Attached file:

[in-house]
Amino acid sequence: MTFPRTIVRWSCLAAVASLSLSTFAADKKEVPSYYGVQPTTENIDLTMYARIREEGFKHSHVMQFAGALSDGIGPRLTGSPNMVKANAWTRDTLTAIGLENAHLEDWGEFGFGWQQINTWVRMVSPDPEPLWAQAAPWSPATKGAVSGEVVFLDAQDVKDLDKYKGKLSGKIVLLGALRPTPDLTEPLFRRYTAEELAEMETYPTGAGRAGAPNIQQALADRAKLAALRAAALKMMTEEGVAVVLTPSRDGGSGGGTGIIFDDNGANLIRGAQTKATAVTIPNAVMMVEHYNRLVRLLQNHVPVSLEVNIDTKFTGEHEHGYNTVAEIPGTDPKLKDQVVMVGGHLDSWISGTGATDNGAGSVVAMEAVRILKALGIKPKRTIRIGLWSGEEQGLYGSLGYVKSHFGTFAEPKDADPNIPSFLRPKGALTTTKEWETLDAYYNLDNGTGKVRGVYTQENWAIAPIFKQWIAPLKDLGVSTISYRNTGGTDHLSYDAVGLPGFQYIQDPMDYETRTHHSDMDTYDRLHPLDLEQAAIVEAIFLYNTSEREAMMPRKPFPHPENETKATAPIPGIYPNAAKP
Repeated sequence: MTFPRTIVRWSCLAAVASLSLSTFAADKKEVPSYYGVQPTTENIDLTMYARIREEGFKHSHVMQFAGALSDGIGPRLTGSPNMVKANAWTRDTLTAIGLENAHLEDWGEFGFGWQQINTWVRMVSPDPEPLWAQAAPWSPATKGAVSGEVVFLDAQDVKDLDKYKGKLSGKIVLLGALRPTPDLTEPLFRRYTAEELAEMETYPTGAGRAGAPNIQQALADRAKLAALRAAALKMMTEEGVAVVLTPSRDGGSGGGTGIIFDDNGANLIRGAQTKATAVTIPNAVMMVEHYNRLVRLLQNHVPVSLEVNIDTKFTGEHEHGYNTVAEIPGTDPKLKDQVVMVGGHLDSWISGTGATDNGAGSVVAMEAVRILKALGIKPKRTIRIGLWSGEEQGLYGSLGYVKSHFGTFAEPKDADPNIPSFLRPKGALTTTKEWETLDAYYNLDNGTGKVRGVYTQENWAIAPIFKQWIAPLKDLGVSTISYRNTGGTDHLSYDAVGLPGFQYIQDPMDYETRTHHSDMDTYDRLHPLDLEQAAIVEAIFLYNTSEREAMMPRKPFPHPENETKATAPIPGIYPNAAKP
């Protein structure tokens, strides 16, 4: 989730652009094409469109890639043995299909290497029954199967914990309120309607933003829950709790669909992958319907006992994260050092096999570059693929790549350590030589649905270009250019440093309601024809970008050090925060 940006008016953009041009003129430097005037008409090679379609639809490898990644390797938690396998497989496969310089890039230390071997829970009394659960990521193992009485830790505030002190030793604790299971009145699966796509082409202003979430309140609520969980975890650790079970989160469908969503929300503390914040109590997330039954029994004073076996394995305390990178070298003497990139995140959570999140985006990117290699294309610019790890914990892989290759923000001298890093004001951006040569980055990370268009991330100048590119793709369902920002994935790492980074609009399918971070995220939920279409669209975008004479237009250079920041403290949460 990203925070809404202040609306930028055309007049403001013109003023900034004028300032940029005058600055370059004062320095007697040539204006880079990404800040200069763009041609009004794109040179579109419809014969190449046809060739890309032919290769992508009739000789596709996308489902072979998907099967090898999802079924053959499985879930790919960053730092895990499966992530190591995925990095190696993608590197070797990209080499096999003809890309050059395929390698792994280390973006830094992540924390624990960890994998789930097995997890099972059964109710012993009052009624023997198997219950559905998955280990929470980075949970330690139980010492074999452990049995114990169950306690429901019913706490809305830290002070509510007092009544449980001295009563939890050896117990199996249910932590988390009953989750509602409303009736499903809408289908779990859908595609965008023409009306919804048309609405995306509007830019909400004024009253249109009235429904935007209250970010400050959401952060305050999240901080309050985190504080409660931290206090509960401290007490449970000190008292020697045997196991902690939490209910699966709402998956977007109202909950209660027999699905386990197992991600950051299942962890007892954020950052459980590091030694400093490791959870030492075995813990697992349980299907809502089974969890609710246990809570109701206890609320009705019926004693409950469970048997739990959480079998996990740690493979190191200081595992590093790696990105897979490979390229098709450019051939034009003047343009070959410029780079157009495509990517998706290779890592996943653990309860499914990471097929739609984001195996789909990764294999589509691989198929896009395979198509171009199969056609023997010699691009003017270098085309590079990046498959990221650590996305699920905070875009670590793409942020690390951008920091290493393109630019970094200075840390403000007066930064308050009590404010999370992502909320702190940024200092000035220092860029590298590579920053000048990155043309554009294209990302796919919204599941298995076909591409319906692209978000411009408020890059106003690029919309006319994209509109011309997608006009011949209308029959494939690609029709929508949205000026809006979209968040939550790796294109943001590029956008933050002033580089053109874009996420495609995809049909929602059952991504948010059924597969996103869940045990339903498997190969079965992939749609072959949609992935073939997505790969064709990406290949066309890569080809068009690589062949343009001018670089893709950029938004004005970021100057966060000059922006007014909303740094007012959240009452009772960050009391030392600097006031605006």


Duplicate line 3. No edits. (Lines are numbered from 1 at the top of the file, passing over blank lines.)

Repeated sequence: MTFPRTIVRWSCLAAVASLSLSTFAADKKEVPSYYGVQPTTENIDLTMYARIREEGFKHSHVMQFAGALSDGIGPRLTGSPNMVKANAWTRDTLTAIGLENAHLEDWGEFGFGWQQINTWVRMVSPDPEPLWAQAAPWSPATKGAVSGEVVFLDAQDVKDLDKYKGKLSGKIVLLGALRPTPDLTEPLFRRYTAEELAEMETYPTGAGRAGAPNIQQALADRAKLAALRAAALKMMTEEGVAVVLTPSRDGGSGGGTGIIFDDNGANLIRGAQTKATAVTIPNAVMMVEHYNRLVRLLQNHVPVSLEVNIDTKFTGEHEHGYNTVAEIPGTDPKLKDQVVMVGGHLDSWISGTGATDNGAGSVVAMEAVRILKALGIKPKRTIRIGLWSGEEQGLYGSLGYVKSHFGTFAEPKDADPNIPSFLRPKGALTTTKEWETLDAYYNLDNGTGKVRGVYTQENWAIAPIFKQWIAPLKDLGVSTISYRNTGGTDHLSYDAVGLPGFQYIQDPMDYETRTHHSDMDTYDRLHPLDLEQAAIVEAIFLYNTSEREAMMPRKPFPHPENETKATAPIPGIYPNAAKP